What of the fossil fuel producers in the western world? Australia, alone in the western orbit to bizarrely have a massive 10 percent of its exports based in coal, is the biggest coal exporter in the world, with a new massive mine being built near the Great Barrier Reef. Norway is a major oil producer, has 18 percent of their GDP tied to oil, while Canada and the USA has 8 percent each. However, how a sudden stop to this production would affect advanced and complicated economies is a trickier question. Some researchers argue that in western economies raw material production tends to hold back other sectors of the economy, sucking up subsidies, inflating currencies and at the end of the day employing relatively few people.

So much for the producers, what about the consumers?

All over the world people would suffer blackouts, many of the worlds’ economic powers like China, India, Germany and parts of the US would also have to deal with them. The Middle East could be hit particularly severely because of the lack of renewable infrastructure. Blackouts in turn lead to a loss of economic output and states would scramble to first use the electricity that there is to power the functions of the state, government, army, police and hospitals. That, in turn, means that our lives would be turned upside down.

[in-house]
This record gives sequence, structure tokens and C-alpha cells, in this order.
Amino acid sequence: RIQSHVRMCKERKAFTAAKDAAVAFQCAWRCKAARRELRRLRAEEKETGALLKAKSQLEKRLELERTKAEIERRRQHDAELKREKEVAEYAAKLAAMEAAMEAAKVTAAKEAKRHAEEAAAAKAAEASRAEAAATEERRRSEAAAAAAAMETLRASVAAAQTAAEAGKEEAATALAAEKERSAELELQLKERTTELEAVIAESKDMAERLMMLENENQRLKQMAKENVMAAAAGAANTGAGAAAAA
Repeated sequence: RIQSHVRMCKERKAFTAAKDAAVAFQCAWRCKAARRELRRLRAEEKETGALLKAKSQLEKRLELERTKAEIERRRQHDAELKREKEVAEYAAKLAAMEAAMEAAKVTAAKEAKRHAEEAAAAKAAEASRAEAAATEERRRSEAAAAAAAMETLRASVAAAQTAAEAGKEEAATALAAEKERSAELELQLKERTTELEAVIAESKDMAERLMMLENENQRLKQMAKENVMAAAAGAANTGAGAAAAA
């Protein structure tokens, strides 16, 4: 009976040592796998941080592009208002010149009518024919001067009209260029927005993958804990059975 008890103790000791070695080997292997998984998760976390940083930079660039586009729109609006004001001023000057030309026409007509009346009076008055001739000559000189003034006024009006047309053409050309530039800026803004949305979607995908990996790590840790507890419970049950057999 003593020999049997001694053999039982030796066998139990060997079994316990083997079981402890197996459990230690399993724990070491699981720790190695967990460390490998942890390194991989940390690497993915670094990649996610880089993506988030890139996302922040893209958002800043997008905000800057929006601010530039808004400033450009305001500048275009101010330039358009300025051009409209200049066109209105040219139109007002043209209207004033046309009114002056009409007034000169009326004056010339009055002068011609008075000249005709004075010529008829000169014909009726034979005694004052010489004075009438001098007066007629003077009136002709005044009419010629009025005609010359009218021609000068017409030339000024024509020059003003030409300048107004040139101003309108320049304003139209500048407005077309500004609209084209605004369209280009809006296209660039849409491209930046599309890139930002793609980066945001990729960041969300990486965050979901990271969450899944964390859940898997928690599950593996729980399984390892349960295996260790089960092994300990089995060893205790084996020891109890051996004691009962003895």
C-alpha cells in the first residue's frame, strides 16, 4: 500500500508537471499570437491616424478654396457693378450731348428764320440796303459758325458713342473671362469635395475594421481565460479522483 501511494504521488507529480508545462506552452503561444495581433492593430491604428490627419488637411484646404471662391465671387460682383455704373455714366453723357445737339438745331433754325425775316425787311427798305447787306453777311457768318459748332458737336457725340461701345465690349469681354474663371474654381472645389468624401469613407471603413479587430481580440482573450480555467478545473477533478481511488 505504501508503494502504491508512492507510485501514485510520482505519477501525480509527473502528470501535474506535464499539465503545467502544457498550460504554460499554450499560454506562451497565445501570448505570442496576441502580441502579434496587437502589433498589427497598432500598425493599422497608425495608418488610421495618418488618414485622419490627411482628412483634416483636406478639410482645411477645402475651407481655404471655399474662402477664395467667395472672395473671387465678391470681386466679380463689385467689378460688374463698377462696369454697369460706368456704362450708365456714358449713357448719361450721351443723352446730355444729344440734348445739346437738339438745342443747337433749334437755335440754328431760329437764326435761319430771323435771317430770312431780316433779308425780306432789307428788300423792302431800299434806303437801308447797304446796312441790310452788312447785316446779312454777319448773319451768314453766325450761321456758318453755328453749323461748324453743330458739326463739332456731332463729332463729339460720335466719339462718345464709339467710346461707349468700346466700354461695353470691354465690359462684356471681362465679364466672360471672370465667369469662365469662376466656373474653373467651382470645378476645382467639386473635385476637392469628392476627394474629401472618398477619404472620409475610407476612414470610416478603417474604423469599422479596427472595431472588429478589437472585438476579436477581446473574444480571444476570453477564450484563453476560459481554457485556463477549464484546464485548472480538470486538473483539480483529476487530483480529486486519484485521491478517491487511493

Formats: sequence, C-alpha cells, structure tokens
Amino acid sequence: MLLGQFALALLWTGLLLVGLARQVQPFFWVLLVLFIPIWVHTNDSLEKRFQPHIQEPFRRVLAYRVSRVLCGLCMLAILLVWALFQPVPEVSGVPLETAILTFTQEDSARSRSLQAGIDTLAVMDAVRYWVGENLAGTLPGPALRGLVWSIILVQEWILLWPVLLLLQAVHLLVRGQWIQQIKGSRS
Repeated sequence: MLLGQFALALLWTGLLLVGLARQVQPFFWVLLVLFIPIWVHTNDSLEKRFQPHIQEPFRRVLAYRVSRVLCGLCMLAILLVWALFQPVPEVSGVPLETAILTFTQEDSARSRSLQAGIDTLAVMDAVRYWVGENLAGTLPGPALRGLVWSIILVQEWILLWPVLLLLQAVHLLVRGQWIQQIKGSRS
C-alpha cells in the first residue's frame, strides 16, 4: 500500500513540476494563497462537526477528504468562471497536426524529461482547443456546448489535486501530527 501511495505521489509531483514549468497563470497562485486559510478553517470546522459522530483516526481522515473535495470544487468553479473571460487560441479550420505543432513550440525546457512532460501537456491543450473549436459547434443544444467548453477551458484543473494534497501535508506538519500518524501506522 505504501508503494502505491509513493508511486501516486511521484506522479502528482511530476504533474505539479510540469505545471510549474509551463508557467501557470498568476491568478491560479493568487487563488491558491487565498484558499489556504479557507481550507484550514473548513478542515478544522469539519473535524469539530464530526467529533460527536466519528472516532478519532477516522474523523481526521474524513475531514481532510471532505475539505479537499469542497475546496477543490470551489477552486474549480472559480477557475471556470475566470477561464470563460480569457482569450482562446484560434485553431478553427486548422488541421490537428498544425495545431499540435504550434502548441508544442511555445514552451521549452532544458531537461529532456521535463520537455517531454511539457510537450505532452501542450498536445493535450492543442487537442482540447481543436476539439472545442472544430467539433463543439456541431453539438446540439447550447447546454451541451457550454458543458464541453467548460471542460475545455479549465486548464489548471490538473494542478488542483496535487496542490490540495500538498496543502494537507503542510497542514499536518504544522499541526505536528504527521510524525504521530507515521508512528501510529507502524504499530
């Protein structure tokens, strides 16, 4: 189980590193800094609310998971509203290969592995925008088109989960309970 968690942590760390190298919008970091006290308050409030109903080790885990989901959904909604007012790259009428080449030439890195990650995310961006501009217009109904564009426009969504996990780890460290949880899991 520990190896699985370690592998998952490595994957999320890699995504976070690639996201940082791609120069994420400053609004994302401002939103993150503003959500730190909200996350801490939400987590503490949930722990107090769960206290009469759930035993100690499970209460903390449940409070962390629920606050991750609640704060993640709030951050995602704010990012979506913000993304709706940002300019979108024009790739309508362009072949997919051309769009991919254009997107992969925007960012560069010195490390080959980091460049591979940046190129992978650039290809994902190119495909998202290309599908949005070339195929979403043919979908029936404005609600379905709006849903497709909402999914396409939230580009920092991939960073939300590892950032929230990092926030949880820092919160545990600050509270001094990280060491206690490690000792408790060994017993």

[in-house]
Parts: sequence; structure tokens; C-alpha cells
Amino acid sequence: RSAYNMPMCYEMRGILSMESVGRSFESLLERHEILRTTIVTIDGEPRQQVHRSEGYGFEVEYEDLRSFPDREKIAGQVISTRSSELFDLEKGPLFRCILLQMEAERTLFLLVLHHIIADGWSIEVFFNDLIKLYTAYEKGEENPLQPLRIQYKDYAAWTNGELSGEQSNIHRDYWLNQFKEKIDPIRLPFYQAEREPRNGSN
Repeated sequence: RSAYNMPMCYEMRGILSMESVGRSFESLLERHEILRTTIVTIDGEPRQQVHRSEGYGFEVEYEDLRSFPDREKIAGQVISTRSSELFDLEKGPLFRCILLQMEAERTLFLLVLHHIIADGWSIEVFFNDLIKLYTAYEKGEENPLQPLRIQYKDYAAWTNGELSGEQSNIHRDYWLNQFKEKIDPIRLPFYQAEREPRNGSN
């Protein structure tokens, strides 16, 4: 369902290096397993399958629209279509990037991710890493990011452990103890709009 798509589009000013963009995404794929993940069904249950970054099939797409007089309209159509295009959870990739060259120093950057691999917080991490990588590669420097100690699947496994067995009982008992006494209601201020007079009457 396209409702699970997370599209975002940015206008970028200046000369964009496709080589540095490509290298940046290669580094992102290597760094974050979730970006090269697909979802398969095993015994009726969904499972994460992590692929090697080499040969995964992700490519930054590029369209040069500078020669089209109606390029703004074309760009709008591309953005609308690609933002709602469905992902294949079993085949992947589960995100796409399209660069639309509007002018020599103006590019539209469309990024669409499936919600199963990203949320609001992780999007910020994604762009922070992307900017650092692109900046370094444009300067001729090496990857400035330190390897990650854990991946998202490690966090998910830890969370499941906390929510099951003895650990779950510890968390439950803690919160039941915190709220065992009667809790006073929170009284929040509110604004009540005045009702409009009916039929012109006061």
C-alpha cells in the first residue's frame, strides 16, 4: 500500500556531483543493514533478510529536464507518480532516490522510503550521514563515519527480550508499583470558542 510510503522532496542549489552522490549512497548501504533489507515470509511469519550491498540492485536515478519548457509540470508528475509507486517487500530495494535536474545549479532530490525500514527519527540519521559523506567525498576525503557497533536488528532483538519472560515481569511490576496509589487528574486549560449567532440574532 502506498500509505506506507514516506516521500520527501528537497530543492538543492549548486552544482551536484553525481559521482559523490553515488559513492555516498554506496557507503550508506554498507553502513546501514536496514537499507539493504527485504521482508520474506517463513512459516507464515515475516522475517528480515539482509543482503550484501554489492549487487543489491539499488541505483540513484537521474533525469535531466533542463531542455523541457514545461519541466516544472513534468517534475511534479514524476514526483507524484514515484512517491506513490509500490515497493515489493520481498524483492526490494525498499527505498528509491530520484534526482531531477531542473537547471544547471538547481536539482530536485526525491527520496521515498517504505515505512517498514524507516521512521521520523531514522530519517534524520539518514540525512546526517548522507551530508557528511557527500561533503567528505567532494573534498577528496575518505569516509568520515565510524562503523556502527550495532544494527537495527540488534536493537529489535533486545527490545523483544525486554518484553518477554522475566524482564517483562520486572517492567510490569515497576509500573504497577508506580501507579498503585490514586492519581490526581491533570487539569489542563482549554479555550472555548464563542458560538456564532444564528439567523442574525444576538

Just imagine how a world without TV, internet och even a light to turn on after nightfall would be. It’s a dreary thought I must admit. People would be frightened, and many might turn to crime for their needs to be met. Similarly, just as it is at the moment, most travel would be impossible. Fossil fuelled cars, planes and ships would grind to a halt, some supply chains would be broken and food shortages could arise. There is no need to describe that part of the scenario, just turn on your TV.

What Would They Do?